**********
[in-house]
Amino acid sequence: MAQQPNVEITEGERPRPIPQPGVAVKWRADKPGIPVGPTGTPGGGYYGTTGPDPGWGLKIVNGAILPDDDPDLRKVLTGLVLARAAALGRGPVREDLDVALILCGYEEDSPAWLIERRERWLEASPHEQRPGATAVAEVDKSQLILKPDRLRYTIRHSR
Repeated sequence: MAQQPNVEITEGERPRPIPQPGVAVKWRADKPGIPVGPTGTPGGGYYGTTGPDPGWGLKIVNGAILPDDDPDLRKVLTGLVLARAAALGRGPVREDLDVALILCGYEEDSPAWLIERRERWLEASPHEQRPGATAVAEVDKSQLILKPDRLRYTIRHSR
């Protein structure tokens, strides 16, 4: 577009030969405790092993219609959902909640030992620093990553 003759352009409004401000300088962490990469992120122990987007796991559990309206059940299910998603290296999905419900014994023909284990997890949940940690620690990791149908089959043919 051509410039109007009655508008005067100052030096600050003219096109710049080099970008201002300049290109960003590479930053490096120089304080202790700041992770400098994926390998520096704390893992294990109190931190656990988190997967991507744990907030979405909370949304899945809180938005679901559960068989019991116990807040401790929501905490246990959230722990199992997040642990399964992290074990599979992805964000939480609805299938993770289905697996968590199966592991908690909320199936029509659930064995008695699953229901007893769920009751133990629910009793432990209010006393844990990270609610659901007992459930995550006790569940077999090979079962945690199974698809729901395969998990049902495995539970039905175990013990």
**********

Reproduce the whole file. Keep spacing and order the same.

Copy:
[in-house]
Amino acid sequence: MAQQPNVEITEGERPRPIPQPGVAVKWRADKPGIPVGPTGTPGGGYYGTTGPDPGWGLKIVNGAILPDDDPDLRKVLTGLVLARAAALGRGPVREDLDVALILCGYEEDSPAWLIERRERWLEASPHEQRPGATAVAEVDKSQLILKPDRLRYTIRHSR
Repeated sequence: MAQQPNVEITEGERPRPIPQPGVAVKWRADKPGIPVGPTGTPGGGYYGTTGPDPGWGLKIVNGAILPDDDPDLRKVLTGLVLARAAALGRGPVREDLDVALILCGYEEDSPAWLIERRERWLEASPHEQRPGATAVAEVDKSQLILKPDRLRYTIRHSR
């Protein structure tokens, strides 16, 4: 577009030969405790092993219609959902909640030992620093990553 003759352009409004401000300088962490990469992120122990987007796991559990309206059940299910998603290296999905419900014994023909284990997890949940940690620690990791149908089959043919 051509410039109007009655508008005067100052030096600050003219096109710049080099970008201002300049290109960003590479930053490096120089304080202790700041992770400098994926390998520096704390893992294990109190931190656990988190997967991507744990907030979405909370949304899945809180938005679901559960068989019991116990807040401790929501905490246990959230722990199992997040642990399964992290074990599979992805964000939480609805299938993770289905697996968590199966592991908690909320199936029509659930064995008695699953229901007893769920009751133990629910009793432990209010006393844990990270609610659901007992459930995550006790569940077999090979079962945690199974698809729901395969998990049902495995539970039905175990013990």